Paper airplanes, photographs of men in rows, birds nests, gay bar matchbooks, dolls hats —an untraditional take on what warrants our attention. As part of The Kitchen Sisters’ series THE KEEPERS, we wander through a curated collection of collections at…
Bonus Episode - The Free-Range Archivist: Jason Scott
Dec 4, 2018 • 9 min
We’ve got something extra for you today as part of the Radiotopia fundraiser that is happening now. You can join the Radiotopia community and support The Kitchen Sisters Present… and all of your favorite shows in this beautiful network at radiotopia.fm.…
105 - The Keepers: The Unrelenting Oral Histories of Eddie McCoy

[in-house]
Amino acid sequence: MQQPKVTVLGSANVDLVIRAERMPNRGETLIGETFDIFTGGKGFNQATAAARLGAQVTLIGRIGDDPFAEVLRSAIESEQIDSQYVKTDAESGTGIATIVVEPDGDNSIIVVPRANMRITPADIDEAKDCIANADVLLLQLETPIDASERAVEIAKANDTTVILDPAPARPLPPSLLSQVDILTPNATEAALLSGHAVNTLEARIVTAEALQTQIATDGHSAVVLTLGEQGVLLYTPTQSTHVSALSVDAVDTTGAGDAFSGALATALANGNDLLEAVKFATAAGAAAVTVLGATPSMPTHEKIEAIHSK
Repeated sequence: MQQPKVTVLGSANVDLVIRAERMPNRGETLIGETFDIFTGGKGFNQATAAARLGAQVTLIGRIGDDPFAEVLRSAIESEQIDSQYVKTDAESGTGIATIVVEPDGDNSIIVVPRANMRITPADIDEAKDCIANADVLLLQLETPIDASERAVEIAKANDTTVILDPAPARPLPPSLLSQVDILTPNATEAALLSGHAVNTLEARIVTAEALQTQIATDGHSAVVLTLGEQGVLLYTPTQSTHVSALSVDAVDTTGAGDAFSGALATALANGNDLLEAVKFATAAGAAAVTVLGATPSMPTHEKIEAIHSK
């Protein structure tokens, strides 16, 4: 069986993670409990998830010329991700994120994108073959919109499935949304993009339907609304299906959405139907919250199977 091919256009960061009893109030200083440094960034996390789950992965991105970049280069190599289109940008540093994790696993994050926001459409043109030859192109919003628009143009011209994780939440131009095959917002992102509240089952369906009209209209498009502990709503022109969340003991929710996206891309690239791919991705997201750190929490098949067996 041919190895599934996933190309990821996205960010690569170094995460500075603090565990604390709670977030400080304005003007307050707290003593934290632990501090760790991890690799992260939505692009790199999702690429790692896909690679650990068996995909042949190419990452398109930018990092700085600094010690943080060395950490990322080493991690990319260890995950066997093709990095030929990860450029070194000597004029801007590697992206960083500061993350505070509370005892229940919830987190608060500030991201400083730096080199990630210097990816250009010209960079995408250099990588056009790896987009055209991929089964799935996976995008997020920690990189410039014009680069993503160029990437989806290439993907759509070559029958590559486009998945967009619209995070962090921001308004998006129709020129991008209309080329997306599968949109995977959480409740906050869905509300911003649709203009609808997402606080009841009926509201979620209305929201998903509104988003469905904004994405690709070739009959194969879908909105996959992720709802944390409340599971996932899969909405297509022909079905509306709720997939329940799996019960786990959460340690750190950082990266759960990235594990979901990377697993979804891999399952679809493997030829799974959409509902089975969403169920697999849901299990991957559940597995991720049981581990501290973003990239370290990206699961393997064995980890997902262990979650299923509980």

Nov 26, 2018 • 17 min
After a devastating car accident that made his work as a janitor impossible, civil rights activist Eddie McCoy, picked up a scavenged tape recorder and began taping anyone and everyone in his town—from the oldest person on down—piecing together the little…
104 - The Keepers: Emily Dickinson’s Hidden Kitchen
Nov 12, 2018 • 30 min
Deep in the hidden archives of Harvard’s Houghton Library are the butter stained recipes of Emily Dickinson. Who knew? Emily Dickinson was better known by most as a baker than a poet in her lifetime. In this story a beautiful line up of “Keepers”—…
103 - The Keepers: The Lenny Bruce Collection
Oct 23, 2018 • 23 min
One of the most controversial, outspoken men of the last century, comedian Lenny Bruce spent much of his life in court defending his freedom of speech and First Amendment rights. His provocative social commentary and “verbal jazz” offended mainstream…
102 - Archive Fever: Henri Langlois and the Cinémathèque Franc╠žaise
Oct 9, 2018 • 31 min